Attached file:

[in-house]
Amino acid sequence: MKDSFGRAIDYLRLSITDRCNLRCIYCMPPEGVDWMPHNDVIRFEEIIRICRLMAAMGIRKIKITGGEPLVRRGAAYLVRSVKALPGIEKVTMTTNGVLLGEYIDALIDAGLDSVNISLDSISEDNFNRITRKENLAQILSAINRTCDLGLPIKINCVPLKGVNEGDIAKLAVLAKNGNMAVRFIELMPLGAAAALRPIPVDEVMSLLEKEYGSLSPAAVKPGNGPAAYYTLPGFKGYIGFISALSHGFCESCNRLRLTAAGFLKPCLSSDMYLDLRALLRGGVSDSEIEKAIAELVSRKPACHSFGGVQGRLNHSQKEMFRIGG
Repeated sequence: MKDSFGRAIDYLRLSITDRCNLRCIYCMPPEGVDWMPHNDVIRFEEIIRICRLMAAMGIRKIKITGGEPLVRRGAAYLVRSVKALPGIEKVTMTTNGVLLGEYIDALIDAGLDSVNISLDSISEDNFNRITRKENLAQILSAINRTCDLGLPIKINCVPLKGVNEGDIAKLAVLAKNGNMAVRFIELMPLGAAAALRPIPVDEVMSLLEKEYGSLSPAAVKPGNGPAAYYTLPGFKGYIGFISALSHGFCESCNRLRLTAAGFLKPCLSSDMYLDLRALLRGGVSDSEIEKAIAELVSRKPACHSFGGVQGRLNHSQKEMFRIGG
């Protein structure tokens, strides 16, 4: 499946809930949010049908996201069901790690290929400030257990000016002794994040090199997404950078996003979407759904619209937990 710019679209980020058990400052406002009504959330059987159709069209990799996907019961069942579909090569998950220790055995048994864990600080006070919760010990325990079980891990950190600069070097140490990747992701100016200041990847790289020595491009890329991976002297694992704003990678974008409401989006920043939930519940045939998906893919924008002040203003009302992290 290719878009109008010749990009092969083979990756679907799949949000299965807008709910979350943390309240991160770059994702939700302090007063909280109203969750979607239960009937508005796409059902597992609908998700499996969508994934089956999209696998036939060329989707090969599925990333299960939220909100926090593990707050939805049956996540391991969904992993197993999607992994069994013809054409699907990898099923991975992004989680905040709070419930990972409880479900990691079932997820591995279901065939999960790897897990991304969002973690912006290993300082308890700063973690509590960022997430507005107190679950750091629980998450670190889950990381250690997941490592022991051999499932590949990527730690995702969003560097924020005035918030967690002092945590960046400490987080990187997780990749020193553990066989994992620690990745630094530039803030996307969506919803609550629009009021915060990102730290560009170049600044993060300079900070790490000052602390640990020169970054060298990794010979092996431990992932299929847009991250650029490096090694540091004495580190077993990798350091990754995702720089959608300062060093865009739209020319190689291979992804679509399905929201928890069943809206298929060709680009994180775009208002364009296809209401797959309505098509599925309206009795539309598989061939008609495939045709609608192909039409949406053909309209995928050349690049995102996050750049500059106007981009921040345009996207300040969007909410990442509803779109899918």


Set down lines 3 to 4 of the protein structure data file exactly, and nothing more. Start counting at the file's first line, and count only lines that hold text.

Repeated sequence: MKDSFGRAIDYLRLSITDRCNLRCIYCMPPEGVDWMPHNDVIRFEEIIRICRLMAAMGIRKIKITGGEPLVRRGAAYLVRSVKALPGIEKVTMTTNGVLLGEYIDALIDAGLDSVNISLDSISEDNFNRITRKENLAQILSAINRTCDLGLPIKINCVPLKGVNEGDIAKLAVLAKNGNMAVRFIELMPLGAAAALRPIPVDEVMSLLEKEYGSLSPAAVKPGNGPAAYYTLPGFKGYIGFISALSHGFCESCNRLRLTAAGFLKPCLSSDMYLDLRALLRGGVSDSEIEKAIAELVSRKPACHSFGGVQGRLNHSQKEMFRIGG
């Protein structure tokens, strides 16, 4: 499946809930949010049908996201069901790690290929400030257990000016002794994040090199997404950078996003979407759904619209937990 710019679209980020058990400052406002009504959330059987159709069209990799996907019961069942579909090569998950220790055995048994864990600080006070919760010990325990079980891990950190600069070097140490990747992701100016200041990847790289020595491009890329991976002297694992704003990678974008409401989006920043939930519940045939998906893919924008002040203003009302992290 290719878009109008010749990009092969083979990756679907799949949000299965807008709910979350943390309240991160770059994702939700302090007063909280109203969750979607239960009937508005796409059902597992609908998700499996969508994934089956999209696998036939060329989707090969599925990333299960939220909100926090593990707050939805049956996540391991969904992993197993999607992994069994013809054409699907990898099923991975992004989680905040709070419930990972409880479900990691079932997820591995279901065939999960790897897990991304969002973690912006290993300082308890700063973690509590960022997430507005107190679950750091629980998450670190889950990381250690997941490592022991051999499932590949990527730690995702969003560097924020005035918030967690002092945590960046400490987080990187997780990749020193553990066989994992620690990745630094530039803030996307969506919803609550629009009021915060990102730290560009170049600044993060300079900070790490000052602390640990020169970054060298990794010979092996431990992932299929847009991250650029490096090694540091004495580190077993990798350091990754995702720089959608300062060093865009739209020319190689291979992804679509399905929201928890069943809206298929060709680009994180775009208002364009296809209401797959309505098509599925309206009795539309598989061939008609495939045709609608192909039409949406053909309209995928050349690049995102996050750049500059106007981009921040345009996207300040969007909410990442509803779109899918």